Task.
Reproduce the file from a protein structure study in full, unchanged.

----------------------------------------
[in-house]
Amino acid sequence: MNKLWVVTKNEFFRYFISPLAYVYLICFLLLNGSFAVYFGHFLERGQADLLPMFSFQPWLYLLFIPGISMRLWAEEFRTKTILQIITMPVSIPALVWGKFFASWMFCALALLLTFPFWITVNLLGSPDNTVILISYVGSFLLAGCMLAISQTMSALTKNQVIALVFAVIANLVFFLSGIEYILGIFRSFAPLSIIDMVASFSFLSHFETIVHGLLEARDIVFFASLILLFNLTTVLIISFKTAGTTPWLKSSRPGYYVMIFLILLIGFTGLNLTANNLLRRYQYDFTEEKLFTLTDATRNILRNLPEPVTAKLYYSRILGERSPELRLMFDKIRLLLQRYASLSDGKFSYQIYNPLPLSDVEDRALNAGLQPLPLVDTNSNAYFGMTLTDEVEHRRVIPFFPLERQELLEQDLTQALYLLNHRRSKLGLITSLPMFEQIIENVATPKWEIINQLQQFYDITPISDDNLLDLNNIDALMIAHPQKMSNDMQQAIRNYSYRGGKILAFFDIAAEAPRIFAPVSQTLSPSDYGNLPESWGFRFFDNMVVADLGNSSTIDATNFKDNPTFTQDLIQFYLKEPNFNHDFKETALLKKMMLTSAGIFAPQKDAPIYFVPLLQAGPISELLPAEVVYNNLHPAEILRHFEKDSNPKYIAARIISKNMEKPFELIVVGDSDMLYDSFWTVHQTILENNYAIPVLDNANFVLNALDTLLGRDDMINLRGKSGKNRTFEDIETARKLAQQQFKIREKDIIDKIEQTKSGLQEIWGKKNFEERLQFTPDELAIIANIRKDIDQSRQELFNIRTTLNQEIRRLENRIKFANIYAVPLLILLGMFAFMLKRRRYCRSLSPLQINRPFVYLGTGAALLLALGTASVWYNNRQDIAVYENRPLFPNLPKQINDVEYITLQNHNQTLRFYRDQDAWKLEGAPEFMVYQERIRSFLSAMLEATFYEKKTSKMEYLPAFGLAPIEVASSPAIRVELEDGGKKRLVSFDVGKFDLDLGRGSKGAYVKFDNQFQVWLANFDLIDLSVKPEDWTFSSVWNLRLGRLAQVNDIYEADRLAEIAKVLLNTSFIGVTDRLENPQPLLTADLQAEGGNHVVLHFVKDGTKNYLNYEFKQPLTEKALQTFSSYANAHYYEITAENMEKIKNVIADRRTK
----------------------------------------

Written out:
[in-house]
Amino acid sequence: MNKLWVVTKNEFFRYFISPLAYVYLICFLLLNGSFAVYFGHFLERGQADLLPMFSFQPWLYLLFIPGISMRLWAEEFRTKTILQIITMPVSIPALVWGKFFASWMFCALALLLTFPFWITVNLLGSPDNTVILISYVGSFLLAGCMLAISQTMSALTKNQVIALVFAVIANLVFFLSGIEYILGIFRSFAPLSIIDMVASFSFLSHFETIVHGLLEARDIVFFASLILLFNLTTVLIISFKTAGTTPWLKSSRPGYYVMIFLILLIGFTGLNLTANNLLRRYQYDFTEEKLFTLTDATRNILRNLPEPVTAKLYYSRILGERSPELRLMFDKIRLLLQRYASLSDGKFSYQIYNPLPLSDVEDRALNAGLQPLPLVDTNSNAYFGMTLTDEVEHRRVIPFFPLERQELLEQDLTQALYLLNHRRSKLGLITSLPMFEQIIENVATPKWEIINQLQQFYDITPISDDNLLDLNNIDALMIAHPQKMSNDMQQAIRNYSYRGGKILAFFDIAAEAPRIFAPVSQTLSPSDYGNLPESWGFRFFDNMVVADLGNSSTIDATNFKDNPTFTQDLIQFYLKEPNFNHDFKETALLKKMMLTSAGIFAPQKDAPIYFVPLLQAGPISELLPAEVVYNNLHPAEILRHFEKDSNPKYIAARIISKNMEKPFELIVVGDSDMLYDSFWTVHQTILENNYAIPVLDNANFVLNALDTLLGRDDMINLRGKSGKNRTFEDIETARKLAQQQFKIREKDIIDKIEQTKSGLQEIWGKKNFEERLQFTPDELAIIANIRKDIDQSRQELFNIRTTLNQEIRRLENRIKFANIYAVPLLILLGMFAFMLKRRRYCRSLSPLQINRPFVYLGTGAALLLALGTASVWYNNRQDIAVYENRPLFPNLPKQINDVEYITLQNHNQTLRFYRDQDAWKLEGAPEFMVYQERIRSFLSAMLEATFYEKKTSKMEYLPAFGLAPIEVASSPAIRVELEDGGKKRLVSFDVGKFDLDLGRGSKGAYVKFDNQFQVWLANFDLIDLSVKPEDWTFSSVWNLRLGRLAQVNDIYEADRLAEIAKVLLNTSFIGVTDRLENPQPLLTADLQAEGGNHVVLHFVKDGTKNYLNYEFKQPLTEKALQTFSSYANAHYYEITAENMEKIKNVIADRRTK